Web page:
Once Upon A Time – Season 2 Episode 15 – Recap and Review – The Queen Is Dead
Recap and review of Once Upon A Time – Season 2 Episode 15 – The Queen Is Dead:
One of the more interesting narratives for this season of Once Upon A Time has been the question of what, exactly, we suffer for standing by our principles. You’d need all ten fingers and all ten toes to count the number of times our heroes would have been better served just killing their enemies in their tracks. Whether it’s Mr. Gold (Robert Carlyle), Regina (Lana Parrilla), Hook (Colin O’Donoghue) or Cora (Barbara Hershey), it would be easy to imagine the number of lives that might have been saved had any number of our protagonists had taken the low road. But then they wouldn’t necessarily be heroes, at least not in the traditional sense. They’d be something more like anti-heroes: sympathetic figures with whom we’re meant to identify, but who have a darker shade to their actions/attitudes. More often than not, they do what needs to be done, in service of the greater good. Sure, they might not be as pure-hearted as your average hero, but they understand the utility of morally ambiguous actions. “The Queen Is Dead” forces our ostensible heroes to confront the notion that maybe they’ve been doing this all wrong. Maybe the path of least resistance is the path away from death and heartache, even if it’s a slippery-slope down from the moral high ground.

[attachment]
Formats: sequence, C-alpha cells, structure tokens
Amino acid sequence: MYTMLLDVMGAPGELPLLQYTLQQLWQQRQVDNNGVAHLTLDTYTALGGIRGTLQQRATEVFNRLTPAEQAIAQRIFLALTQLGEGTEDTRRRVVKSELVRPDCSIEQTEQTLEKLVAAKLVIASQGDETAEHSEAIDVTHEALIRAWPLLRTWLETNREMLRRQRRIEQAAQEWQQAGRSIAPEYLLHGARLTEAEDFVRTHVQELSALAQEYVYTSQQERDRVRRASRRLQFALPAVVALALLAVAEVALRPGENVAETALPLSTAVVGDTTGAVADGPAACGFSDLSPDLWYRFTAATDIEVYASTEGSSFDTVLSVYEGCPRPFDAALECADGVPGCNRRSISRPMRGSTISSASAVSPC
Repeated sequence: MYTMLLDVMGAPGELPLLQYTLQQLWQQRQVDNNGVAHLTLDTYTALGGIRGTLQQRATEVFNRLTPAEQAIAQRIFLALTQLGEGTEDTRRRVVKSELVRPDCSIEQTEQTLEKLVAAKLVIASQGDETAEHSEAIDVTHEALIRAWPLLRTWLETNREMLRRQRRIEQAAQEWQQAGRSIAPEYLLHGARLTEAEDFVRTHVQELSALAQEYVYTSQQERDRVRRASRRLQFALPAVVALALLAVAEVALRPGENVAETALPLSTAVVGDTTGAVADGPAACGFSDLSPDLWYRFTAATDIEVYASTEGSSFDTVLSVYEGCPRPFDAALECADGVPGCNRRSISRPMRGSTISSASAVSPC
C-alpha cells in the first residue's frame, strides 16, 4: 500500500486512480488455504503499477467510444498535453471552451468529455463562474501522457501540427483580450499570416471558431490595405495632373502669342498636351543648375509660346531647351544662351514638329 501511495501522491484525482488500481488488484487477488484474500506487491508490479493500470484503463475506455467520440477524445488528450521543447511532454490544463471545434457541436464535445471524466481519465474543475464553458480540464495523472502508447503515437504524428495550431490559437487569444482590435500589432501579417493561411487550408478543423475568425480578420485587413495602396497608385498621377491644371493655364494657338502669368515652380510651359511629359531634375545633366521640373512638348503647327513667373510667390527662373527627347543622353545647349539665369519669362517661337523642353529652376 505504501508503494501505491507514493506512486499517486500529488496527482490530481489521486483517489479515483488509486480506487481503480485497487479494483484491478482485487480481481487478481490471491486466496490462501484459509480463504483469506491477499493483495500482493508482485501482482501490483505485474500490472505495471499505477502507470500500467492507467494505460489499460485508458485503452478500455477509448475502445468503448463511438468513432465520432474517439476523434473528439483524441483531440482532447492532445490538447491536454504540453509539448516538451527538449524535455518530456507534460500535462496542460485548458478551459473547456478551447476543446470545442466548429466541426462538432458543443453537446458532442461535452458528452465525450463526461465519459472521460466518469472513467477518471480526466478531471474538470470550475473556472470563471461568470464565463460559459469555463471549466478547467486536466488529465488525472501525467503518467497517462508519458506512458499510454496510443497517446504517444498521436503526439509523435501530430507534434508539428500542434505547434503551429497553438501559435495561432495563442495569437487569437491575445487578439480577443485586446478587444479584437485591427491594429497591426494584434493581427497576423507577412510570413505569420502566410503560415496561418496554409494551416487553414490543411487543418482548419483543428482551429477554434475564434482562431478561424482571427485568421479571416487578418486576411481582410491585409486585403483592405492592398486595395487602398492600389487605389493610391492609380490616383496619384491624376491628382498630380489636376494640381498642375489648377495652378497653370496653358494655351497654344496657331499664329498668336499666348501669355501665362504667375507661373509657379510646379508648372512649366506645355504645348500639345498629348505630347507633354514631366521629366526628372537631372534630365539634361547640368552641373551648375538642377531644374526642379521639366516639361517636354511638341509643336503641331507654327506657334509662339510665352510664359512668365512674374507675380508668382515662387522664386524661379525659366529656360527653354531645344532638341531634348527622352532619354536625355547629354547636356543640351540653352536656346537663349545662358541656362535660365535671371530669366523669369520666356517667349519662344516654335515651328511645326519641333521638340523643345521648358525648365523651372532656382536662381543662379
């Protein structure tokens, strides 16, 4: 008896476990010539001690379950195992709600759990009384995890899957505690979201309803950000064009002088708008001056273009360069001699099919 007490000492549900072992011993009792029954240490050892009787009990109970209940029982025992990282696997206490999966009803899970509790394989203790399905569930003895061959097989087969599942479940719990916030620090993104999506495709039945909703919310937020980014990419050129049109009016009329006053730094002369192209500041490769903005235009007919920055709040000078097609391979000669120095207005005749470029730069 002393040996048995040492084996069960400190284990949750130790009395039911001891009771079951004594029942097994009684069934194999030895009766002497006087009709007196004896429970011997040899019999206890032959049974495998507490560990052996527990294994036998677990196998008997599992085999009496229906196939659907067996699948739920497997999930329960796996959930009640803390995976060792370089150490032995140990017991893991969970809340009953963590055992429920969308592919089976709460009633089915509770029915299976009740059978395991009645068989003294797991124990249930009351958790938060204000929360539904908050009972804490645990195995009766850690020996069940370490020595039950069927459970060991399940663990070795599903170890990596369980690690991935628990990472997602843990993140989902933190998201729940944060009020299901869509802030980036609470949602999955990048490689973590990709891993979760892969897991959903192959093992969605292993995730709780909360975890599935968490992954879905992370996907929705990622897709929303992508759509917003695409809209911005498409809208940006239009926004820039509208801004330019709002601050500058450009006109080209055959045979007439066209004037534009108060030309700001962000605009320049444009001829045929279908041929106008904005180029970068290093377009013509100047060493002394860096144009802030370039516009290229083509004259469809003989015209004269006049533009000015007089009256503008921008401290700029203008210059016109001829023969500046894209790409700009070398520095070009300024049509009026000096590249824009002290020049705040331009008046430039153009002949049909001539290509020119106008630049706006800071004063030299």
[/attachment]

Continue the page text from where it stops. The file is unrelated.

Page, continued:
The episode mostly details, through flashbacks, the relationship between a young Snow White (guest star Bailee Madison, who is as scarily good as ever in her role as a young Ginnifer Goodwin) and her mother, Queen Eva (Rena Sofer). Initially, we see that Snow White was actually kind of a brat before her mother’s good parenting started to sink in, as Snow laces into a servant for touching her family’s precious heirloom tiara. Queen Eva gives her the business for being disrespectful, instilling in Snow the value that all of the subjects of the kingdom are equal, and deserve respect (a cute notion, surely, but the kingdom isn’t going to go to hell if one servant dies, for instance). When Queen Eva suddenly takes ill, the servant, Johanna (Downton Abbey‘s Lesley Nicol), tells Snow of how her mother can be saved using magic from the Blue Fairy (Keegan Connor Tracy). Snow sets off into the woods and meets the Fairy, who gives Snow a candle made with dark magic — it will save Queen Eva’s life, but in exchange, another life must be offered. However, Snow can’t bring herself to do this. Her mother’s teachings are too far ingrained. Snow apologizes to her mother on her deathbed for her weakness in not being able to go through with the sacrifice, but Queen Eva instead praises her strength, and tells Snow to always maintain that goodness within her. Unfortunately, as is so often the case in the real world, simple goodness isn’t enough — Queen Eva dies, and the funeral is held on what would have been Snow White’s birthday (explaining her perpetual misery on every birthday from then on).